Many EHR solutions center on the chart templates and complex macros. They altogether miss the boat on interoffice workflow and intuitive design. Ease of use and flexibility are critical. If it takes too many mouse clicks to handle a task while the patient is in front of you, then duplicate processes are required and any increased efficiency you expected from you EHR will be lost.

Make An Up Front "Apples To Apples" Comparison

It is important to remember that when choosing EHR systems, request a quote of all the associated costs for the practice over a three year period. This includes software and hardware costs, annual software upgrades, maintenance fees, training and support fees.

Some EHR companies make it easy to overlook additional costs during the sales cycle. For example, an initial sales quote is typically a minimum system and the cost may vary widely by number of simultaneous users and numbers of providers and mid-level staff. These companies rely on the fact that once the practice has invested in the initial product, you will be reluctant to switch even if the additional or "hidden" costs are significant.

Implementation Tips

Implement Your System In Stages

Medical offices are very busy places so adding an Electronic Health Records system places a huge burden on the staff. That's why it's a good idea to start off small and build your way up.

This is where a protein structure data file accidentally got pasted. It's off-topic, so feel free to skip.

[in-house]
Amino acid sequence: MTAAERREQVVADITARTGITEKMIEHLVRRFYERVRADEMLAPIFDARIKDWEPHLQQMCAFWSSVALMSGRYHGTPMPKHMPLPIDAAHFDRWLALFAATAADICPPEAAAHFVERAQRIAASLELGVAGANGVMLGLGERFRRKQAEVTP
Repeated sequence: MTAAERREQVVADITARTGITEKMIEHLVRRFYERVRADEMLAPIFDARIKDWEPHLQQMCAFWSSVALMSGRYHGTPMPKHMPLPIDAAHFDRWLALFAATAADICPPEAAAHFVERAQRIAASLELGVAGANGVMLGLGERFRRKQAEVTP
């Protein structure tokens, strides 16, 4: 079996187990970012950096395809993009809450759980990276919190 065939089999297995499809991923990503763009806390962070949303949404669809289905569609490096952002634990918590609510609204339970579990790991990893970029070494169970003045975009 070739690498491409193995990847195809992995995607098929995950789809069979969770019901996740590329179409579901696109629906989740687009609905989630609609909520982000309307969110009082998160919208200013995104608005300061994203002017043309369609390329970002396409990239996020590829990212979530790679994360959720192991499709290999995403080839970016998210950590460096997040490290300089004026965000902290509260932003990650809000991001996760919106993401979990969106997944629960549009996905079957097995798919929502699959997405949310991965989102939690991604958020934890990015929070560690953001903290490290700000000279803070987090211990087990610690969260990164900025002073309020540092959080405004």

Begin by using a limited EHR feature like interoffice messaging. This allows the staff to get the look and feel of the software. Next you can start to scan insurance forms, demographic and HIPAA forms. Follow that with customizing letters to patients and referring providers. This peripheral work is important and requires a lot of setup time.

While the implementation process is moving ahead, the doctor can begin to create note templates. It is very important to have at least some of this in place before going live.

Develop Your Point of Care Workflow

Most doctors find it difficult to transition from paper to electronic. The biggest challenge is entering the note at the point of care in the exam room without inhibiting any aspect of the patient visit. Doctors that are proficient with Tablet PCs or have great typing skills do best. Initially, many providers will enter the note only after the patient has left the exam room. Many providers will make the transition to using the EHR in the exam room. However, for some doctors, this will never happen and that is perfectly acceptable. An Electronic Health Records or EHR system will still be of great value to the practice.

It is helpful to assign one staff member in the office the task of co-ordinating the EHR implementation. This is the "go to person" for all questions and the liason with the software trainer. Also, depending on the practice, it can be helpful to designate a "scribe" to enter chief complaint, present illness and review of systems which helps to lighten the load for the doctor.